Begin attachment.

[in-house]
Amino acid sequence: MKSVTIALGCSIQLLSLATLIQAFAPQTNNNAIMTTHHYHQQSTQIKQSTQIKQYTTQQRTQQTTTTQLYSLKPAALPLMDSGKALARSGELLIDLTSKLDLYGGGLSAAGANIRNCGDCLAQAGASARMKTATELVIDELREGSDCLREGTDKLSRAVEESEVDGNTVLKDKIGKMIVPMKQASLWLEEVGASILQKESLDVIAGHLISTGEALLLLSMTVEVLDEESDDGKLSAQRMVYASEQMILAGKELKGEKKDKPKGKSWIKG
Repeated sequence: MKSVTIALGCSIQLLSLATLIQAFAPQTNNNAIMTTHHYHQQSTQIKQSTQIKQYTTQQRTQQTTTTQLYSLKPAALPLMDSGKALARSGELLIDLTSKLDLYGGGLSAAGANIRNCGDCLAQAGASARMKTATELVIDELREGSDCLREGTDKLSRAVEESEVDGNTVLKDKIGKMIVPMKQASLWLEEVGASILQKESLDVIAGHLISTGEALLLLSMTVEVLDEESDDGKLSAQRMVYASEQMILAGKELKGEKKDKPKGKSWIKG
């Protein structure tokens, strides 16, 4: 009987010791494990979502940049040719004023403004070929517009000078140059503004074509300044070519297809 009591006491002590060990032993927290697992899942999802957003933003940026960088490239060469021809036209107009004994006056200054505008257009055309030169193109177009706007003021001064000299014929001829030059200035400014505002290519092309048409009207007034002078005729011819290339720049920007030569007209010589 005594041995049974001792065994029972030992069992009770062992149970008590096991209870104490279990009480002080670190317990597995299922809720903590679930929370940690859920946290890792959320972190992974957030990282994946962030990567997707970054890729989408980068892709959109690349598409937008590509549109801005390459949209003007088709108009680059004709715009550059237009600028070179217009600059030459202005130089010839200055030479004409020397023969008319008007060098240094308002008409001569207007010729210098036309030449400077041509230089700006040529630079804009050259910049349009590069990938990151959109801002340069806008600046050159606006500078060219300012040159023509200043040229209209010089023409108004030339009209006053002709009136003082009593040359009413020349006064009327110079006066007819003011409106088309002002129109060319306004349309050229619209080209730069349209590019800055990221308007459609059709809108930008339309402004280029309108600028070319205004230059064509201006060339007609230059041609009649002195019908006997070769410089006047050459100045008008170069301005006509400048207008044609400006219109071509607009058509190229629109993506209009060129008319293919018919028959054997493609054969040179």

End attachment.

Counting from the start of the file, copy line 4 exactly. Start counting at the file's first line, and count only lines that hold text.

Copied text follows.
């Protein structure tokens, strides 16, 4: 009987010791494990979502940049040719004023403004070929517009000078140059503004074509300044070519297809 009591006491002590060990032993927290697992899942999802957003933003940026960088490239060469021809036209107009004994006056200054505008257009055309030169193109177009706007003021001064000299014929001829030059200035400014505002290519092309048409009207007034002078005729011819290339720049920007030569007209010589 005594041995049974001792065994029972030992069992009770062992149970008590096991209870104490279990009480002080670190317990597995299922809720903590679930929370940690859920946290890792959320972190992974957030990282994946962030990567997707970054890729989408980068892709959109690349598409937008590509549109801005390459949209003007088709108009680059004709715009550059237009600028070179217009600059030459202005130089010839200055030479004409020397023969008319008007060098240094308002008409001569207007010729210098036309030449400077041509230089700006040529630079804009050259910049349009590069990938990151959109801002340069806008600046050159606006500078060219300012040159023509200043040229209209010089023409108004030339009209006053002709009136003082009593040359009413020349006064009327110079006066007819003011409106088309002002129109060319306004349309050229619209080209730069349209590019800055990221308007459609059709809108930008339309402004280029309108600028070319205004230059064509201006060339007609230059041609009649002195019908006997070769410089006047050459100045008008170069301005006509400048207008044609400006219109071509607009058509190229629109993506209009060129008319293919018919028959054997493609054969040179």